Date Archives: July 2010

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July
30

Don't be duped by mortgage fraud. Here are a few common scams and the red flags you should look for in a transaction.

By Melissa Dittmann Tracey 

Mortgage fraud is pervasive: An estimated $4 billion to $6 billion in annual losses result from mortgage fraud, according to FBI reports. "An entire community can be damaged by mortgage fraud," says Rachel Dollar, a lawyer from Santa Rosa, Calif., and editor of the Mortgage Fraud Blog. Mortgage fraud can lead to a spike in foreclosures, home values plummeting, and lenders raising their rates and fees to recover losses.

 The crimes are often complex, involving several parties and occurring over multiple transactions. To protect you and your clients, educate yourself about mortgage fraud and be on guard for any warning signs in a transaction. You can start by reviewing these five scams, and then test your knowledge by taking our Mortgage Fraud Quiz.

 1. The Foreclosure Rescue Scheme

 The Scam: "Rescuers" promise cash-strapped home owners that they can save their home from foreclosure. The rescue, which involves paying upfront fees, can take multiple forms, such as the perpetrator obtaining a new loan on behalf of the owner or by having the owner sign over the home's deed and then rent the home until they can repurchase it. Eventually, the home owner loses the home, either to foreclosure or the fictitious rescue company.

 Red Flags: With foreclosure rescue programs, borrowers are often advised to sign over the title of their house to a third party, become renters of their home, not contact their lender, or send mortgage payments to a third party, according to Fannie Mae, which provides fact sheets on mortgage fraud.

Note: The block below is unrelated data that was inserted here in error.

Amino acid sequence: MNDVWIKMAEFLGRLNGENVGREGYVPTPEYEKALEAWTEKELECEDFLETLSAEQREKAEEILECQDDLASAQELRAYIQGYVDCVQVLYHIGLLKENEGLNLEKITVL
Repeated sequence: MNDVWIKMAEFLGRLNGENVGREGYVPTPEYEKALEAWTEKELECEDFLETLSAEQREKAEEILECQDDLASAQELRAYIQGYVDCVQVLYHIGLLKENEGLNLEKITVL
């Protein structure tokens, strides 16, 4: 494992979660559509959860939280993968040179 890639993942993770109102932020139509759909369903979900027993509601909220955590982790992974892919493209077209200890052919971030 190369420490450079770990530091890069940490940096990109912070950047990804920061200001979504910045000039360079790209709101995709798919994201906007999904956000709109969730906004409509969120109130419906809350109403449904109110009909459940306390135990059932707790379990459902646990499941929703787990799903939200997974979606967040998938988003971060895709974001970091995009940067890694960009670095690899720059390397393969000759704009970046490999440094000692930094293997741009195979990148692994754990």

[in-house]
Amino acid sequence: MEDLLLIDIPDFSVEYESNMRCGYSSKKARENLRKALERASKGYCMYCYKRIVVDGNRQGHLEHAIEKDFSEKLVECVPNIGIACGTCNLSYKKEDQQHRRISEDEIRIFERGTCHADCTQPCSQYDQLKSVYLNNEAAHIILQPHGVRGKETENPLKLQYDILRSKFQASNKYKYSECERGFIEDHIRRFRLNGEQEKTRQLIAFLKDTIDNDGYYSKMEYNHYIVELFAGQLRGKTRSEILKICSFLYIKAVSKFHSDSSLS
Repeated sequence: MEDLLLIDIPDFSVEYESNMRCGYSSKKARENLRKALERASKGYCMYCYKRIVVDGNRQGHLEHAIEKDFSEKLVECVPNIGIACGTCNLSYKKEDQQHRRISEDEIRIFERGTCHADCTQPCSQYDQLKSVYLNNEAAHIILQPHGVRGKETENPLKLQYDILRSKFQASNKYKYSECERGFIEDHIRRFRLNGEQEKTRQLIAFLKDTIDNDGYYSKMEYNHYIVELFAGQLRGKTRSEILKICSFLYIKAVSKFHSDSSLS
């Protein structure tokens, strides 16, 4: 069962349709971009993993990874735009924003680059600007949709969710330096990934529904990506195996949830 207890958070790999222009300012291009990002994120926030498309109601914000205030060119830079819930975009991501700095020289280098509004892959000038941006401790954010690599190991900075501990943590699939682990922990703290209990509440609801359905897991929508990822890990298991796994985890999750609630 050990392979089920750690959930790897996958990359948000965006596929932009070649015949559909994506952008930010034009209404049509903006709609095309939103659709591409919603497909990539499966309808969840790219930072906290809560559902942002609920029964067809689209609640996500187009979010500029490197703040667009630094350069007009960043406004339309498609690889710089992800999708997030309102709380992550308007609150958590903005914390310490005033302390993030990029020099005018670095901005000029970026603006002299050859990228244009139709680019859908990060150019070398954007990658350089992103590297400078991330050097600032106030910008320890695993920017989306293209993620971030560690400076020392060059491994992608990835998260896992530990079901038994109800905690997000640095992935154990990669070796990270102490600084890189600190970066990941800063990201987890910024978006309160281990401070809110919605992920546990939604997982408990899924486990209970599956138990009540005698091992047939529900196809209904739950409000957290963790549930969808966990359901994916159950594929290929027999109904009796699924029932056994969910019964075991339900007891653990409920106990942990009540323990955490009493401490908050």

2. Loan Documentation Fraud

 The Scam: This fraud involves numerous schemes in which a borrower provides inaccurate financial information - such as about their income, assets, and liabilities - or employment status in order to qualify for a loan with lower rates and more favorable terms. Occupancy fraud is one growing area: Borrowers say they plan to live in the property when they actually intend to rent it.

Red Flags: Documentation may raise suspicion if the employer's address is shown as a post office box, accumulation of assets compared to the person's income appears too high or low, the new house is too small to accommodate occupants, the person has no credit history, or the application is unsigned or undated, according to Fannie Mae.

 

 3. Appraisal Fraud

The Scam: A faulty appraisal - saying a property is worth more than what it really is - is connected to many types of mortgage fraud. It entails manipulating or overstating comparables, market values, or property characteristics in order to obtain a higher appraisal. The higher property appraisal, which generates false equity, is done by falsifying an appraisal document or using an appraiser accomplice to obtain the higher value.

 Red Flags: Be skeptical of appraisals that are dated prior to the sales contract, list comparable sales that do not contain similarities to the property or are outside the neighborhood, the owner is not the seller listed on the contract or the title, or a third party participating in the transaction orders the appraisal, Freddie Mac warns.

 4. Illegal Property Flipping